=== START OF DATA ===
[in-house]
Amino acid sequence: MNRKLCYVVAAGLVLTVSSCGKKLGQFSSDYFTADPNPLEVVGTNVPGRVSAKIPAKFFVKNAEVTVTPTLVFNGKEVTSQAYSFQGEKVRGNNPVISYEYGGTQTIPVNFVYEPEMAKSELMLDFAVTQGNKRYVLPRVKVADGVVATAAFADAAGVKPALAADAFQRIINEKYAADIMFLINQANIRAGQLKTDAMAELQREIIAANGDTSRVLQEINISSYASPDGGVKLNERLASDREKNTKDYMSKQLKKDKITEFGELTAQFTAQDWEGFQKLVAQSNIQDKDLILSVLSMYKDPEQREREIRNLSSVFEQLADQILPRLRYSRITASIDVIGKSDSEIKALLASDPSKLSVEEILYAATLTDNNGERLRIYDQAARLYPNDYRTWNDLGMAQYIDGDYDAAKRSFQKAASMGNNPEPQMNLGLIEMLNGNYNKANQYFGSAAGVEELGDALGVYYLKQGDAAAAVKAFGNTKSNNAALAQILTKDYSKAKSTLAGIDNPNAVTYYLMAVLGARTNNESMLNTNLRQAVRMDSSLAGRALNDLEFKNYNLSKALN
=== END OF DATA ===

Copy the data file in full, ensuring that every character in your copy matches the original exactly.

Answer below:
[in-house]
Amino acid sequence: MNRKLCYVVAAGLVLTVSSCGKKLGQFSSDYFTADPNPLEVVGTNVPGRVSAKIPAKFFVKNAEVTVTPTLVFNGKEVTSQAYSFQGEKVRGNNPVISYEYGGTQTIPVNFVYEPEMAKSELMLDFAVTQGNKRYVLPRVKVADGVVATAAFADAAGVKPALAADAFQRIINEKYAADIMFLINQANIRAGQLKTDAMAELQREIIAANGDTSRVLQEINISSYASPDGGVKLNERLASDREKNTKDYMSKQLKKDKITEFGELTAQFTAQDWEGFQKLVAQSNIQDKDLILSVLSMYKDPEQREREIRNLSSVFEQLADQILPRLRYSRITASIDVIGKSDSEIKALLASDPSKLSVEEILYAATLTDNNGERLRIYDQAARLYPNDYRTWNDLGMAQYIDGDYDAAKRSFQKAASMGNNPEPQMNLGLIEMLNGNYNKANQYFGSAAGVEELGDALGVYYLKQGDAAAAVKAFGNTKSNNAALAQILTKDYSKAKSTLAGIDNPNAVTYYLMAVLGARTNNESMLNTNLRQAVRMDSSLAGRALNDLEFKNYNLSKALN